2nd, by having so many stills at work in the island makes the whisky very plenty, and by which the people drink more of it than otherwise they would do, which is a means of spoiling their morals and keeping them idle. Therefore by reducing the number of distillers there is a great probability even then for the tenants getting as high a price for their barley as they do at present and will put a stop to the annual consumption of a great quantity of peats & turf, which by their present method is used. Frugal regulations relating to the fuel in this island ought to be attended to, but more of this hereafter when speaking of the Moss.

 

The Rev. Dr John Walker wrote of Tiree in 1771:

 

Modern barley (Eòrna gallda or Lowland barley), which is two rowed, was not introduced in Tiree until after 1771, at least.
The two rowed Barley [Modern barley or Eorna Gallda (Lowland Barley) as it was know in Tiree] should undoubtedly be introduced here, notwithstanding the Fears which the Inhabitants express, of its being more easily shaken [in the wind], than the Square [four row] Barley, and therefore less fit for their climate…Their oats likewise, require as great an alteration. For they sow at present, only the small grey Oat [coirce beag], though both the Soil and the Climate would answer for white Oats [coirce mòr] as well as in most parts of Scotland…Their Soil in general is light, dry, and sandy, in which all kinds of Grain do sooner degenerate than in any other. Their Grains accordingly are of the smallest Size (Walker 1771).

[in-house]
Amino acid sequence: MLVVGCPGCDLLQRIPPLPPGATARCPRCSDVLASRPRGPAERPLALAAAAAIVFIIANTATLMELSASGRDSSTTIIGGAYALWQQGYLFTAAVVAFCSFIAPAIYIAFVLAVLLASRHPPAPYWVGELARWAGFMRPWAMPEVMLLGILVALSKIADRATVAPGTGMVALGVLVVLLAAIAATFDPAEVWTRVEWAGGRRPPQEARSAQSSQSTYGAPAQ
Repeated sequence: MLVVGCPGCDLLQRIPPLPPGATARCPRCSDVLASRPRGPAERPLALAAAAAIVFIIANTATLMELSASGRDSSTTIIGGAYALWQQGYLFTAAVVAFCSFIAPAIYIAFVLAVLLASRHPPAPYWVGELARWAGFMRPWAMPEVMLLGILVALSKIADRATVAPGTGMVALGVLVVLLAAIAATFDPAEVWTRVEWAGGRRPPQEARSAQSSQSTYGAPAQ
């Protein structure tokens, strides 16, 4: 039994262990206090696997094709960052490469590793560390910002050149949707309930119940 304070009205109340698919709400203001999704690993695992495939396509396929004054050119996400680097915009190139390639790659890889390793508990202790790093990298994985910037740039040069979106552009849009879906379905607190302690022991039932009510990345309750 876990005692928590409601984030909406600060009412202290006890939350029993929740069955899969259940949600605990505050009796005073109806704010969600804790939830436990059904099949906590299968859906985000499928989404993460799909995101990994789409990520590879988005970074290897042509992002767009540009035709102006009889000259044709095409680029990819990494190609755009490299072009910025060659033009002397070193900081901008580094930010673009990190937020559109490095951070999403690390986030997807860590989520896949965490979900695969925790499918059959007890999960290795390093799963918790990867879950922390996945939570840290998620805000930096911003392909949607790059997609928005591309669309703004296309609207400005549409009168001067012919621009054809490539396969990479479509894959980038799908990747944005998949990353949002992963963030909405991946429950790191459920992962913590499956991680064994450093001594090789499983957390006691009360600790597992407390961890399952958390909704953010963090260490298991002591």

Dr Walker also said that:

 

[Tiree’s climate] is sufficient to produce very quick and early crops. In 1762 [a field of barley]…produced a crop in 35 days, being sown the 28th of April and reaped the 22nd of July…Some years ago there was an Instance of a double crop…A Field of Bere [Barley] having been reaped very early in July, it was immediately sowed again with the same Grain. And from this, there was a pretty good crop reaped about the middle of October. The only instance perhaps known in Britain of two white crops having been reaped off the same Land in the same season.
This relates to the old Gaelic saying on the island: ‘Mur ‘b e eagal da mhail, bheireadh Tiriodh da bharr’ (If it was not for the fear of two rents, Tiree would produce two crops in a season).
More recently, most probably from the late 19th century onwards, seed was soaked in formalin to kill blight before sowing, and it was sometimes almost sprouting before it was sown. An Iodhlann (Tiree’s Historical Centre) recorded a story, told locally on Tiree by Duncan MacPhee of Scarinish, that on one summer morning the crofters from the township went to sow a field below Beinn Got known as Croit Eachainn Mhic Siorraidh with barley. When they returned home that evening they could see the green sprouts showing from Scarinish.

© Copyright Tiree Whisky Company Ltd

1A West Hynish, Isle of Tiree, PA77 6UF | info@tireewhiskycompany.com | 07591005871

All photos © Copyright Malcolm Steel

  • twcroundelsocialicon
  • Facebook - Grey Circle
  • Twitter - Grey Circle
  • Instagram - Grey Circle